Condition Report: "The surface of the painting has a recent surface coating of synthetic resin varnish overlying a thin layer of slightly yellowed natural resin varnish...The paint layer is in a wonderful state of preservation with almost no abrasion and very minor restored damages...The painting is glue lined and stretched onto an oval replaced stretcher...There are two exposed small filled losses with some remaining old overpaint on the fillings that were likely exposed when the painting was cleaned in 1945. The fillings with some retouch color on the fillings include a 3/16 x 3/4 inch vertical filling on the right side of the face near the hairline and two 1/8 inch diameter fills on the upper shirt collar adjacent to the coat...” [The spandrels of the painting were removed at some point in the late 19th or early 20th century. However, it is interesting that the height and width are still up to ½ larger than other Vaughan-Type portraits of Washington and up to ¾ inch smaller thank others. “…There are no remnants of the original tacking edges present."
Provenance: Philip Nicklin (1752-1806) His name is included on original list of commissioned portraits. On April 20, 1795, Gilbert Stuart compiled “…a list of gentlemen who are to have copies of the Portrait of the President of the United States.” Philip Nicklin’s name appears on the list as “Mr. Necklin” (See 1795 List from George C. Mason’s “The Life and Works of Gilbert Stuart”). Mr. Nicklin’s wife, Julianna, was the daughter of Chief Justice Benjamin Chew, a close personal friend of George Washington; Estate of Julianna Nicklin (1765-1845), Philadelphia, Pennsylvania, 1845; Chester Harding, Boston, Massachusetts, 1845 (acquired from the Nicklin Estate Sale); Moses Kimball, Boston, Massachusetts (acquired from the above) for display in 1849 in his recently completed “Boston Museum” Margaret Kimball, Boston, Massachusetts (his daughter and sold: Leonard’s Auction Rooms); Alonzo H. Evans, Boston, Massachusetts (acquired from the above sale); William E. Nickerson, Boston, Massachusetts (gift from the above); Torrey Little, Boston, 1938 (acquired from the family of the above); Robert B. Campbell, Dealer in Paintings and Prints, Boston, Massachusetts circa 1940; Count Ivan N. Podgoursky, New York, February 5, 1945 (acquired from the above); Inherited by Mary Ermolaev, wife of Count Podgoursky, in 1962; Sold by Mrs. Ermolaev to her son Vladimir Podgoursky sometime after 1962; Estate of Vladimir Podgoursky, 2011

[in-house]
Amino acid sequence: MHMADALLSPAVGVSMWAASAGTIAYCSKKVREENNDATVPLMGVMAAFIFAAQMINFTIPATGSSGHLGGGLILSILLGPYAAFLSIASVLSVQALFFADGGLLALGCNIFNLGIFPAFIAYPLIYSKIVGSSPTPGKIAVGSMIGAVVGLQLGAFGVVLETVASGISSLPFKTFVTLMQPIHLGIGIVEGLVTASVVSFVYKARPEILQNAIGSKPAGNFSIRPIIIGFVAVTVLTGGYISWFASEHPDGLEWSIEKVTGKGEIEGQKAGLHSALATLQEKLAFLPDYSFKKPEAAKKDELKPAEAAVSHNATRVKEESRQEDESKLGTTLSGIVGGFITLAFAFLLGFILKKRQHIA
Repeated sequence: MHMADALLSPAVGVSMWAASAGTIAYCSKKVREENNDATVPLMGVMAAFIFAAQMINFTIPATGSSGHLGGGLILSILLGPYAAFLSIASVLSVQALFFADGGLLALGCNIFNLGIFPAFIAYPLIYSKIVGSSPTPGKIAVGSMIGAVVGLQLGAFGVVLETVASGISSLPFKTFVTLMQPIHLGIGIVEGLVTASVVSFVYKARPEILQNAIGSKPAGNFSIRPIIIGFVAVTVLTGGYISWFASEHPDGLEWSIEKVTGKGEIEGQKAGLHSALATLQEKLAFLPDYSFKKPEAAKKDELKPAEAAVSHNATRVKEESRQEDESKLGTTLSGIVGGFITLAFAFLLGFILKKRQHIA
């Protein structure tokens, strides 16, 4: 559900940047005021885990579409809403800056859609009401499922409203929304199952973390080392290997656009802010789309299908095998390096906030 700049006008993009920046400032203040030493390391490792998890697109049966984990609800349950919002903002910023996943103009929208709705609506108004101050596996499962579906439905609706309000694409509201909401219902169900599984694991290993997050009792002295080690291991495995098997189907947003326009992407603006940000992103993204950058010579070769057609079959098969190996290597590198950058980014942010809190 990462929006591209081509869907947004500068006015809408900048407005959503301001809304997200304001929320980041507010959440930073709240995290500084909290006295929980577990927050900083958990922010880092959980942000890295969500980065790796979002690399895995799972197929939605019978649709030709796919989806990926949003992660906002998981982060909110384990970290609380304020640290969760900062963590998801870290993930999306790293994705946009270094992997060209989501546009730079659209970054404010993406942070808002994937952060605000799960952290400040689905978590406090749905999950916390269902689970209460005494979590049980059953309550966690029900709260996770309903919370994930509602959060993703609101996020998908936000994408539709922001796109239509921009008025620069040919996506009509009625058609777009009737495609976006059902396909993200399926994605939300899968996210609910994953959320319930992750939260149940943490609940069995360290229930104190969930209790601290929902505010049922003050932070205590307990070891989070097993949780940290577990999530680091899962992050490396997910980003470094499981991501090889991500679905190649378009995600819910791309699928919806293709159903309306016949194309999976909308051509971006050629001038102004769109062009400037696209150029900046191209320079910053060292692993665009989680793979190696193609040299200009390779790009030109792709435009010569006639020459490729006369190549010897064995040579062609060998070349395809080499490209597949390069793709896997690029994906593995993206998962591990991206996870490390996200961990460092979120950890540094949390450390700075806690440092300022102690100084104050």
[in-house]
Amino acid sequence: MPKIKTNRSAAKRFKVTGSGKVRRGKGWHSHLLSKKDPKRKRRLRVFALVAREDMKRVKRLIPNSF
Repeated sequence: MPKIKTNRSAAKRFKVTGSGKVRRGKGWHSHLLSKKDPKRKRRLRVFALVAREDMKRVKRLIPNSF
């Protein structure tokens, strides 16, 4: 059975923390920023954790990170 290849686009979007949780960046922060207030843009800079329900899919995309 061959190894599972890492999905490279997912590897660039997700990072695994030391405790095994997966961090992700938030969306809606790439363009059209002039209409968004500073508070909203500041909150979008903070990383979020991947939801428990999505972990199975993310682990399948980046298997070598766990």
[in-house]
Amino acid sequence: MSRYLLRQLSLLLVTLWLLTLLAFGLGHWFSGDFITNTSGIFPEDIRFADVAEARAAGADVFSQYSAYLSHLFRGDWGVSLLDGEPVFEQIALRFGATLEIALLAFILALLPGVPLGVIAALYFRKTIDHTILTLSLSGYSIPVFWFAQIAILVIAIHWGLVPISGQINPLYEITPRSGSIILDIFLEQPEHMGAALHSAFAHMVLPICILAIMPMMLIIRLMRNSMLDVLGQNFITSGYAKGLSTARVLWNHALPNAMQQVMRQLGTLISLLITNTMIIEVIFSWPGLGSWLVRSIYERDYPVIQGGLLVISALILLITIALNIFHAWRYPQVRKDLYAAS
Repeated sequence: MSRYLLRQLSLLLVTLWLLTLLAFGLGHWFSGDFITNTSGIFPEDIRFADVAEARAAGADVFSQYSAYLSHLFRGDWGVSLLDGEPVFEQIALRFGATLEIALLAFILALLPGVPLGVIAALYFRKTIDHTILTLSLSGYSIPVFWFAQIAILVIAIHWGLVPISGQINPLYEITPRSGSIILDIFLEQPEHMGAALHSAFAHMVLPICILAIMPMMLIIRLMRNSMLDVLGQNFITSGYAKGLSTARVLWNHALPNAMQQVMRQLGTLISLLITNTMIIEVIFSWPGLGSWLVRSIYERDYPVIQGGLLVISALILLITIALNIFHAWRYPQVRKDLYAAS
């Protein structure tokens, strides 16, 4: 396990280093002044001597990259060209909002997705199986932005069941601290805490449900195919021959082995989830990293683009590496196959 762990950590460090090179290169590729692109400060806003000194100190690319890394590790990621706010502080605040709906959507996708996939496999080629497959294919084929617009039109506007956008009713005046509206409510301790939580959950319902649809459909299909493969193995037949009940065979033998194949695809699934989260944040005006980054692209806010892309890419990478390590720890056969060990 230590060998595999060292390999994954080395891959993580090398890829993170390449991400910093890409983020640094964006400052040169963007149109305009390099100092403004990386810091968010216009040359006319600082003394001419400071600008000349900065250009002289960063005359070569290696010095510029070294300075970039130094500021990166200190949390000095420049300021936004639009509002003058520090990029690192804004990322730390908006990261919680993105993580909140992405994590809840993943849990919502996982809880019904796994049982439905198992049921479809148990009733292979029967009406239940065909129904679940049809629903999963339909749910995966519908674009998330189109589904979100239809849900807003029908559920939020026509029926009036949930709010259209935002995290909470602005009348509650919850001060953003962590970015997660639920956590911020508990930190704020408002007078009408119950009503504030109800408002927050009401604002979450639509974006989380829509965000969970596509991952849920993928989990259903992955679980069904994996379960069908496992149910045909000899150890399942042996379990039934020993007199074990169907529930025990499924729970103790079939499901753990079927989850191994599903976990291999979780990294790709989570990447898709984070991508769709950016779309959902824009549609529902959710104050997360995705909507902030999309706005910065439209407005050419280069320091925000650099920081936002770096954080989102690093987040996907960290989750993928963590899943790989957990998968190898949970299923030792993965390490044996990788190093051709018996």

Dimensions: 28 ½ x 24 11/16 inches
Artist or Maker: Gilbert Stuart
Exhibited: Boston, Massachusetts, Boston Museum 1846 Richmond, Virginia, Virginia Museum of Fine Arts, Portrait Panorama: An Exhibition of Portraits by Artists of Six Centuries, September-October 1947, no. 11
Medium: Oil on Canvas